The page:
ST. PAUL (July 25, 2013) — The City of Saint Paul has entered into a partnership with Goodwill/Easter Seals Minnesota, Urban Homeworks, and the Twin Cities Land Bank to provide construction training to low-income residents who will construct new homes in Saint Paul’s Frogtown neighborhood.
To make this happen, Saint Paul’s Human Rights and Equal Economic Opportunity (HREEO) Department provided $200,600 to expand the Goodwill/Easter Seals Minnesota construction training program. This will increase their program to 200 participants annually. The Saint Paul Housing and Redevelopment Authority (HRA) is selling vacant lots to Urban Homeworks where new affordable, owner-occupied single-family homes will be built by the Goodwill/Easter Seals construction training participants. Construction and gap financing is being provided by Twin Cities Community Land Bank and the Saint Paul HRA. The new homes will conform to the Energy STAR and Minnesota Green Communities standards for new construction.
“This is a perfect example of multiple organizations coming together to revitalize neighborhoods and give Saint Paul residents a boost into a construction career,” said Saint Paul Mayor Chris Coleman. “The Frogtown community and the entire city benefits by getting city-owned properties back on the tax rolls and incorporating sustainable building standards.”
“This initiative is a huge win for Frogtown, a neighborhood hit hard during the recession and foreclosure crisis,” said HRA Commissioner Nathaniel Khaliq. “I want to thank all partners involved including the Frogtown Neighborhood Association that played a key role in getting residents to participate in the construction training program. It’s exciting to see all of the local participation that is helping rejuvenate our neighborhoods.”
The Goodwill/Easter Seals Minnesota construction training program includes 12 weeks of combined classroom and hands-on instruction to prepare participants for a career in the construction trades. The training program targets low-income women and minority residents who face various obstacles to gainful employment. At the conclusion of the program, participants graduate with an OSHA 10 safety certification, earn lead abatement worker certification, and earn 36 continuing education units from Saint Paul College.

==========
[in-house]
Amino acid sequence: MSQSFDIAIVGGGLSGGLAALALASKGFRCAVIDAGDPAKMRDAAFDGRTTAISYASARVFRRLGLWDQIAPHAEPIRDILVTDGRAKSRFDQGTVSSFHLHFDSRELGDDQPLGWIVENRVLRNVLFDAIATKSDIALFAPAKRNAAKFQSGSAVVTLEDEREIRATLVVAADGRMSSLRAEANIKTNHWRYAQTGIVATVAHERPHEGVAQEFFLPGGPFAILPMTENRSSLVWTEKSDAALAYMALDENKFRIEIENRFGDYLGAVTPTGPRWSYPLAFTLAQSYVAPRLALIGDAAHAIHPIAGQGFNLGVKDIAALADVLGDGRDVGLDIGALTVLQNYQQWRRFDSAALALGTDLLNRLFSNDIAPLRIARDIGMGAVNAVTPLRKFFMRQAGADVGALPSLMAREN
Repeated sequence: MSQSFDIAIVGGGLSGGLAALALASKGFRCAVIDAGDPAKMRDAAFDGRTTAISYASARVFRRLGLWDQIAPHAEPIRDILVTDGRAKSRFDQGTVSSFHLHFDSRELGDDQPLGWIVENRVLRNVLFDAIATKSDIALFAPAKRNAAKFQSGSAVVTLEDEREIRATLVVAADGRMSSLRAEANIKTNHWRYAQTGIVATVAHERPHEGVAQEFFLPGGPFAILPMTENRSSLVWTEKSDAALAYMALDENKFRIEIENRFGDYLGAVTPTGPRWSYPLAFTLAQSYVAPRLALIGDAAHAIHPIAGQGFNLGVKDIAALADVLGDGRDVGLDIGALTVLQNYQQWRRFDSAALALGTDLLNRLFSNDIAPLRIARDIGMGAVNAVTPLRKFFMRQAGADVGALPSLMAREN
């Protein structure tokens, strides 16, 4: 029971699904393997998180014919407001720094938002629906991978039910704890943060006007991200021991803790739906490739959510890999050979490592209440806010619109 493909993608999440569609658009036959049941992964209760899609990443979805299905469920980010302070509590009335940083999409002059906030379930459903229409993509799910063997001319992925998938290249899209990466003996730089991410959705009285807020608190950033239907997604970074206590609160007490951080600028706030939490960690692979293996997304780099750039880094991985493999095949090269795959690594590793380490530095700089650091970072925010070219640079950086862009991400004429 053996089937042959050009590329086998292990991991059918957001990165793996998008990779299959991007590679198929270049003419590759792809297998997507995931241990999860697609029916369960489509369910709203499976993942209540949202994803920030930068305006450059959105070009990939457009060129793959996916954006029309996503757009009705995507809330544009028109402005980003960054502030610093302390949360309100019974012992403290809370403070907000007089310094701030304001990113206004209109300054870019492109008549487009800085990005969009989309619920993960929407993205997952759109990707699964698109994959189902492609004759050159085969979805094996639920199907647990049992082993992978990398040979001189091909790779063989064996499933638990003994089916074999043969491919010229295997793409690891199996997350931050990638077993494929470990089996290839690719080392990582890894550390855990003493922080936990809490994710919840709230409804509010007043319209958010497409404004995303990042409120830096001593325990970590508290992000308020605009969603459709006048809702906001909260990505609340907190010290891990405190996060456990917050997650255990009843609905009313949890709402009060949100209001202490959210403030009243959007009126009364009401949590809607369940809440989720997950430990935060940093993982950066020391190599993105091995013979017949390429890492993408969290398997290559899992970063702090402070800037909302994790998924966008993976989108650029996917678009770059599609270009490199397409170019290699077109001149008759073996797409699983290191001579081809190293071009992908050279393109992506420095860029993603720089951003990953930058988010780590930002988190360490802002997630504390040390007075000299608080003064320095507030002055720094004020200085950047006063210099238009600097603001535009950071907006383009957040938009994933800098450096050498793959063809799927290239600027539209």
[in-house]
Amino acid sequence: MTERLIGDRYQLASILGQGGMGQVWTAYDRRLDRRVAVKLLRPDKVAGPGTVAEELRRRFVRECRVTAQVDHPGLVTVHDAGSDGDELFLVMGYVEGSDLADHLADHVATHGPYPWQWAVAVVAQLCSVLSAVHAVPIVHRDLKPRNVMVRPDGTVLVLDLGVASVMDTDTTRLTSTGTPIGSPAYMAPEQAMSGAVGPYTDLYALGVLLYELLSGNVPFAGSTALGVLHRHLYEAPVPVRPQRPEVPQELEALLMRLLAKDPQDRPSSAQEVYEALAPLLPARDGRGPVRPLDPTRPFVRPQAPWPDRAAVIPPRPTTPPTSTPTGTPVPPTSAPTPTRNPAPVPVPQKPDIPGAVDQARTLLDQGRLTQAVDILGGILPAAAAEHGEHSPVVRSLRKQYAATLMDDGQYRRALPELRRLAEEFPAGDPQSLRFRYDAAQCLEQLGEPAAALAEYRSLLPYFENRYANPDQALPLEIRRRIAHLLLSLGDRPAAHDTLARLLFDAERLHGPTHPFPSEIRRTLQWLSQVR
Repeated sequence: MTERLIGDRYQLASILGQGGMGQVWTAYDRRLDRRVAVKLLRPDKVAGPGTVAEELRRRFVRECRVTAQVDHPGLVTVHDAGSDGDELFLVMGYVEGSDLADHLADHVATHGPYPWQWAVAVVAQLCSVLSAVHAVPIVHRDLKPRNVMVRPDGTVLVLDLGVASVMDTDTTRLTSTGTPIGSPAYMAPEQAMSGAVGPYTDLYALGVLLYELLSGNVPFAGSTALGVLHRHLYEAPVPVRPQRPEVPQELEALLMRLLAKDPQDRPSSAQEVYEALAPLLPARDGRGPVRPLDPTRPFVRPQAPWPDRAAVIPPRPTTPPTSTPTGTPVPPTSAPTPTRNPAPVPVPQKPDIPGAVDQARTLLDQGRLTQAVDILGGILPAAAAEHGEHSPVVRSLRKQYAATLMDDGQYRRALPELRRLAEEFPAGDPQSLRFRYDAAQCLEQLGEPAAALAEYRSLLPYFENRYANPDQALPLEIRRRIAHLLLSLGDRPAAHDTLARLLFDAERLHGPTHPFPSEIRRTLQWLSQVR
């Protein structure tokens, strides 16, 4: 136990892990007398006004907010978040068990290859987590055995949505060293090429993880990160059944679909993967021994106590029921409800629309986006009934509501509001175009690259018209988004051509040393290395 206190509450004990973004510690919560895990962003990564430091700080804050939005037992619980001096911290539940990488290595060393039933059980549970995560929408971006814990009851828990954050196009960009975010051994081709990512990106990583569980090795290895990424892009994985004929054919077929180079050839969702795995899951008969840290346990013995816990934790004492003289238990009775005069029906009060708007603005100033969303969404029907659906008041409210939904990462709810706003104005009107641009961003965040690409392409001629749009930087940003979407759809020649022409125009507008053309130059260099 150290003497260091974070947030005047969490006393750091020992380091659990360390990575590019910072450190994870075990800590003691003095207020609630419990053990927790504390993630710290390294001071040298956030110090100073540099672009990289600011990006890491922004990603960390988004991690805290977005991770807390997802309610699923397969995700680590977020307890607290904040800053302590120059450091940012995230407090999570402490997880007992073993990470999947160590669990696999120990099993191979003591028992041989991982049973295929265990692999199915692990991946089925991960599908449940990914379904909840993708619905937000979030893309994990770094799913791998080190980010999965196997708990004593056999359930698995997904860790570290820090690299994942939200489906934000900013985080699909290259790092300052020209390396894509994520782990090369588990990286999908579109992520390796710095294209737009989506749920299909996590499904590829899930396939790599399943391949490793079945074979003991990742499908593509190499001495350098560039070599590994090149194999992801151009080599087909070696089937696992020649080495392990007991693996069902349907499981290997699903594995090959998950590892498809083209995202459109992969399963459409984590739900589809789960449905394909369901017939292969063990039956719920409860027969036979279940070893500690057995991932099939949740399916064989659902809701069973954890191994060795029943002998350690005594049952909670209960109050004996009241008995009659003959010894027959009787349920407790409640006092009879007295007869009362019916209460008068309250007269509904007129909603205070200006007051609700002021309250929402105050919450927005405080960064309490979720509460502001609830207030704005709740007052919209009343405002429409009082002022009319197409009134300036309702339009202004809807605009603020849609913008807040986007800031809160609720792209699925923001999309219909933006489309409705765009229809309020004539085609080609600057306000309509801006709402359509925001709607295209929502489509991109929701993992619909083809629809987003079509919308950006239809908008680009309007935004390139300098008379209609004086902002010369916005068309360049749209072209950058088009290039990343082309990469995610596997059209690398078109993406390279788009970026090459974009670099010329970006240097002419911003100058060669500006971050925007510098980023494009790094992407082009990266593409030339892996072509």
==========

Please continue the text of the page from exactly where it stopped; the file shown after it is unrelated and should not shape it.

“This partnership is truly a win-win for Saint Paul residents,” said Dr. Michael Wirth-Davis, President and CEO of Goodwill/Easter Seals. “Not only will our students build new homes, but Saint Paul will gain 100 new skilled carpenters, roofers and finishers who are ready to hit the job market running. We are looking for students who want to experience the professional production expected from employers with this real-world paid training.”
Following construction, Urban Homeworks will market and sell the newly constructed homes to an income-qualified household. The Saint Paul HRA will also provide homebuyer assistance incentives of up to $5,000 depending on household income.
“We are grateful for the chance to deepen our existing collaborations with our partners to the multidimensional benefit of our community,” said Chad Schwitters, Urban Homeworks President. “We hope this might energize many more collaborations across our region that consciously and deliberately weave the economic investments in housing with the economic self-determination of our neighbors.”
Goodwill/Easter Seals Minnesota provides family strengthening, education, workforce development and employment services for people with disabilities and other barriers to education, employment and independence. In the past year, over 15,600 individuals received 70,280 services, including job skills training (automotive, medical office, banking/finance, construction and retail), job placement and free medical equipment loans. Revenues from its 30 retail stores, along with other contributions, support these programs at 32 service locations in Minnesota. For more information visit www.goodwilleasterseals.org.
Since 1995, Urban Homeworks has been responding to the voices of our neighbors by providing dignified housing opportunities, creating space for construction training, intentionally weaving together a network of engaged neighbors, and mobilizing volunteers. Our focus on stability and connecting resources so that individual and communal assets emerge, thrive, and invigorate our neighborhoods has resulted in more than 200 redeveloped properties and a network of 17,000 volunteers, 1,200 construction trainees, and over 400 Urban Neighbors. For more information visit www.urbanhomeworks.org.
Twin Cities Community Land Bank is a nonprofit organization that works to capture real estate opportunities to meet community goals for low- and moderate-income people through strategic acquisition, community lending and other real estate services that foster economic equity in the Twin Cities metropolitan region. For more information visit www.tcclandbank.org.